Mechanisms of ischemic stroke secondary to large artery atherosclerotic disease

Neuroimaging Clin N Am. 2007 Aug;17(3):303-11, vii-viii. doi: 10.1016/j.nic.2007.03.001.


Atherosclerotic occlusive disease of the cervical and intracranial arteries leads to ischemic stroke through two separate, but interrelated, mechanisms: local thrombosis or embolism from atherosclerotic plaque, and hemodynamic failure (low flow). In this article, the author discusses the evidence linking these two mechanisms with cerebral ischemia, and the evidence for the synergistic effects of thromboembolism and impaired hemodynamics. An understanding of these two mechanisms is important because these mechanisms provide the rationale for revascularization for patients who have atherosclerotic stenosis or occlusion. In addition, the biologic imaging of atherosclerotic plaques and hemodynamic assessment eventually will play an important role in stratifying patient risk and guiding physiologically based patient selection for intervention.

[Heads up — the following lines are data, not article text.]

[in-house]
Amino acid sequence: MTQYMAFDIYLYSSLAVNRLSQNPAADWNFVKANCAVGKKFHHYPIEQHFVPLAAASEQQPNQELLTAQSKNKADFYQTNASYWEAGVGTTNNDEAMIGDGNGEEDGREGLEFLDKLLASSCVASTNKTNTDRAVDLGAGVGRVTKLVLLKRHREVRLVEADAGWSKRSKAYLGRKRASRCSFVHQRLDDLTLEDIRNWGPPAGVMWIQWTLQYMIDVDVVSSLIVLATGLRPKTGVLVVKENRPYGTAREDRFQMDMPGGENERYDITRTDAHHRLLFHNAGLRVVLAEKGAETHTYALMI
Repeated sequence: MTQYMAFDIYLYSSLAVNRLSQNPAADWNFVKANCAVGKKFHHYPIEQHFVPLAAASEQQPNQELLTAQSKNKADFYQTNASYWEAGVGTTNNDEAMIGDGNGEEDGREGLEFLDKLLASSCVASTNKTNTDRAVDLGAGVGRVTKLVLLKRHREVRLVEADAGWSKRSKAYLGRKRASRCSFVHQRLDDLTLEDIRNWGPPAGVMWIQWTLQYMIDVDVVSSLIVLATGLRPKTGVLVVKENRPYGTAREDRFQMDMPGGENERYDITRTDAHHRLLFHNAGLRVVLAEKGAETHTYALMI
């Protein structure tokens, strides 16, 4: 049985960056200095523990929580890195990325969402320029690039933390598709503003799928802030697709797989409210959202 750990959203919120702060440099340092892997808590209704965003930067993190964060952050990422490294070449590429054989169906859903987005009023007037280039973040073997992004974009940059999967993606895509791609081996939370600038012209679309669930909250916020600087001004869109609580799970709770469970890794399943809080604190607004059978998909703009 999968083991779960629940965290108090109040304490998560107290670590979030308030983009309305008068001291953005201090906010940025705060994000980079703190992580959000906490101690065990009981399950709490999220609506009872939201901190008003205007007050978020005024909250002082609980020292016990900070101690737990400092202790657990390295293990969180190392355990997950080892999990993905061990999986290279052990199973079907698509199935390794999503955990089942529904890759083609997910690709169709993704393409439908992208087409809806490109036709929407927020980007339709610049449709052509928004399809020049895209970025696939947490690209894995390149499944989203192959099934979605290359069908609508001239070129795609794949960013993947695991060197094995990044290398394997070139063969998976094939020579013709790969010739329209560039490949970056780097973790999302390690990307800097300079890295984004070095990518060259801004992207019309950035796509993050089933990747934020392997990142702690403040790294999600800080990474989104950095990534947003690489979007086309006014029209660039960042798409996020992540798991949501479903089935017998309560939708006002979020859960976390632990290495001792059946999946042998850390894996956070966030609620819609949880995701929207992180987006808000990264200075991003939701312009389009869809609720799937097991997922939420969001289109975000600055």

Publication types

  • Research Support, N.I.H., Extramural
  • Review

MeSH terms

  • Brain / blood supply
  • Brain Ischemia / etiology*
  • Brain Ischemia / physiopathology
  • Carotid Artery Diseases / complications*
  • Carotid Artery Diseases / physiopathology
  • Humans
  • Intracranial Arteriosclerosis / complications*
  • Intracranial Arteriosclerosis / physiopathology
  • Stroke / etiology*
  • Stroke / physiopathology